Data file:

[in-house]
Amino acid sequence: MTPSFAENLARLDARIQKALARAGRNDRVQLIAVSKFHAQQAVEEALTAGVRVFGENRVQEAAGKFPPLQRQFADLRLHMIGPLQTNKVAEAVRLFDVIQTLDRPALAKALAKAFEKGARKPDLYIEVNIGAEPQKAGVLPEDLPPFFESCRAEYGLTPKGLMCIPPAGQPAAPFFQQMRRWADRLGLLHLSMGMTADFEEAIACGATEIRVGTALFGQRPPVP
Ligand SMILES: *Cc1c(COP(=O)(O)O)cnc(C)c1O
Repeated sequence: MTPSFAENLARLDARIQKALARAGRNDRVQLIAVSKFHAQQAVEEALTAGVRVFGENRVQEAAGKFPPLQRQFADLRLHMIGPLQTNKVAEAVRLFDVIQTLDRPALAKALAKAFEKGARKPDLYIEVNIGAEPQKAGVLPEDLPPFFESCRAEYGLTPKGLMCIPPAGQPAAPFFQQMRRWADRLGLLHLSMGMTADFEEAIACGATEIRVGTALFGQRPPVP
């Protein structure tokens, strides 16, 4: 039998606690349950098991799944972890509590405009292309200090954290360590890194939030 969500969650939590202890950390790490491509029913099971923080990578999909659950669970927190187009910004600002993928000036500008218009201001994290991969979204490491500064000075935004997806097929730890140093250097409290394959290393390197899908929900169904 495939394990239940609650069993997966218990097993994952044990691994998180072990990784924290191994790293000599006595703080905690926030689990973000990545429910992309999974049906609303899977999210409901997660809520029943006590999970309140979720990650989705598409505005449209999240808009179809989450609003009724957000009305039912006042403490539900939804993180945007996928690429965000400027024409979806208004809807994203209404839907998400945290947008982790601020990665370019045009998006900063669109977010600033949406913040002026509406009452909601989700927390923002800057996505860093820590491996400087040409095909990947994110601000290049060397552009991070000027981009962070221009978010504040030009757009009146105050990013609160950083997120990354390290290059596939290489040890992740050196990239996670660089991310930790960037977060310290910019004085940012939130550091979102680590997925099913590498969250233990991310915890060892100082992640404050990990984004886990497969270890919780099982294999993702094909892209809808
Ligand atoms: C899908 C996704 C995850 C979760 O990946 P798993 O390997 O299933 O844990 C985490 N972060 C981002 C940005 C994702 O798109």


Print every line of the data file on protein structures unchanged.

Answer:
[in-house]
Amino acid sequence: MTPSFAENLARLDARIQKALARAGRNDRVQLIAVSKFHAQQAVEEALTAGVRVFGENRVQEAAGKFPPLQRQFADLRLHMIGPLQTNKVAEAVRLFDVIQTLDRPALAKALAKAFEKGARKPDLYIEVNIGAEPQKAGVLPEDLPPFFESCRAEYGLTPKGLMCIPPAGQPAAPFFQQMRRWADRLGLLHLSMGMTADFEEAIACGATEIRVGTALFGQRPPVP
Ligand SMILES: *Cc1c(COP(=O)(O)O)cnc(C)c1O
Repeated sequence: MTPSFAENLARLDARIQKALARAGRNDRVQLIAVSKFHAQQAVEEALTAGVRVFGENRVQEAAGKFPPLQRQFADLRLHMIGPLQTNKVAEAVRLFDVIQTLDRPALAKALAKAFEKGARKPDLYIEVNIGAEPQKAGVLPEDLPPFFESCRAEYGLTPKGLMCIPPAGQPAAPFFQQMRRWADRLGLLHLSMGMTADFEEAIACGATEIRVGTALFGQRPPVP
């Protein structure tokens, strides 16, 4: 039998606690349950098991799944972890509590405009292309200090954290360590890194939030 969500969650939590202890950390790490491509029913099971923080990578999909659950669970927190187009910004600002993928000036500008218009201001994290991969979204490491500064000075935004997806097929730890140093250097409290394959290393390197899908929900169904 495939394990239940609650069993997966218990097993994952044990691994998180072990990784924290191994790293000599006595703080905690926030689990973000990545429910992309999974049906609303899977999210409901997660809520029943006590999970309140979720990650989705598409505005449209999240808009179809989450609003009724957000009305039912006042403490539900939804993180945007996928690429965000400027024409979806208004809807994203209404839907998400945290947008982790601020990665370019045009998006900063669109977010600033949406913040002026509406009452909601989700927390923002800057996505860093820590491996400087040409095909990947994110601000290049060397552009991070000027981009962070221009978010504040030009757009009146105050990013609160950083997120990354390290290059596939290489040890992740050196990239996670660089991310930790960037977060310290910019004085940012939130550091979102680590997925099913590498969250233990991310915890060892100082992640404050990990984004886990497969270890919780099982294999993702094909892209809808
Ligand atoms: C899908 C996704 C995850 C979760 O990946 P798993 O390997 O299933 O844990 C985490 N972060 C981002 C940005 C994702 O798109």